Sound Progress

Research and insights from Puget Sound Sage.

Seattle’s Minimum Wage Starts in Two Days (4/1/2015)

Seattle’s Minimum Wage Kicks in April 1st 2015

With Seattle’s new minimum wage kicking in just two days, and tons of speculation about the impacts, I’d like to break down what it means for workers, businesses and our economy in some hard numbers.

What does Seattle’s minimum wage mean for workers?

Everyone in Seattle should be earning at least $11 per hour starting on April 1st. Depending on the type of business you work for, the compensation package may look different. If you work for a large employer (500+ employees) like Target, McDonalds or Amazon, your paycheck should reflect an hourly wage of $11 per hour. If you earn minimum wage ($9.47) today, then in two days you should earn $1.53 per hour more before taxes. If you work 32 hours a week and are paid every two weeks, your paycheck should show an increase of $91 before taxes. By December 31st 2015 you should have earned $1,836 more before taxes. That is enough money to buy a quality bed, put down a deposit on an apartment, or spend $10 on lunch three times a week for an entire year.

If you work for a smaller business (500 or less employees) your paycheck should reflect at least $10 in direct wages per hour, and $1 dollar in either tips or health care benefits. If you don’t get tips or healthcare benefits, you should be earning $11 per hour as your wage. So for example, if you are a tipped worker, your wages should reflect a $.53 cent increase AND your employer should show that you have earned least $1 in reported tips or they have contributed at least $1 per hour you worked towards a health care package. If you work 32 hours a week and are paid every two weeks, your paycheck should show an increase of at least $31 in pre-tax wages and at least $60 in compensation in the form of tips or healthcare benefits. By December 31st 2015 you should have earned $636 more before taxes.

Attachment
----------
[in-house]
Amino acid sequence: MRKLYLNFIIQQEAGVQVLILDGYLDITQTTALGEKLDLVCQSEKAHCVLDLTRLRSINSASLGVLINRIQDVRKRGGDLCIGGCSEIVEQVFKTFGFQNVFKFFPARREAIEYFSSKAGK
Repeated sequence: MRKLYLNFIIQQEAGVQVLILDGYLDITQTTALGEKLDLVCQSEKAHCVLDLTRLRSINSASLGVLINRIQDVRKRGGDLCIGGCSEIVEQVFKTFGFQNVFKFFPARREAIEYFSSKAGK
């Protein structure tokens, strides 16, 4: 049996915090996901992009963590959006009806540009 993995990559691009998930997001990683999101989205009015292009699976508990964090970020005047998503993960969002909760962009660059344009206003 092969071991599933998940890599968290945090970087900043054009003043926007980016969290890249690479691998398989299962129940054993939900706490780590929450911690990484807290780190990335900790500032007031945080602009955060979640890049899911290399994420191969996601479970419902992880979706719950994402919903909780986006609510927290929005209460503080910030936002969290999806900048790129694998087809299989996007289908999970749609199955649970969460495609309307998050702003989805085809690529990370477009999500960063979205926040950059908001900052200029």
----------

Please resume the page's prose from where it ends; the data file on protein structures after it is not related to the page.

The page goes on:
What does Seattle’s minimum wage mean for the economy?

The University of Washington[i] estimates that nearly 37,900 people are currently earning minimum wage in the City of Seattle. As we’ve already estimated, each person will earn between $636 and $1,600 more this year if they work 32 hours per week until December 31st.[ii] If we look at the aggregate increase for all 37,900 workers earning minimum wage – minimum wage earners in Seattle could earn between $24 million and $69 million more in 2015 than they would have without a higher minimum wage. That represents a significant increase in buying power for Seattle’s lowest wages workers. That’s enough money to buy between 2.4 million and 6.9 million $10 lunches.

What does Seattle’s minimum wage mean for businesses?

Every business has a different model and labor costs can represent a different percentage of your total labor costs. The implications for restaurants have been dominant in the media, so we’ll explore what the implications are for a Seattle restaurant. Using the Washington Restaurant Association’s break estimates of a typical budget breakdown featured in the Seattle Magazine, we can get a sense of the total operating costs.   According to Anthony Anton, CEO of the Washington Restaurant Association: 36% of funds are devoted to labor costs, 30% to food costs and 30% to everything else. These restaurants then operate on a 4% margin.[iii]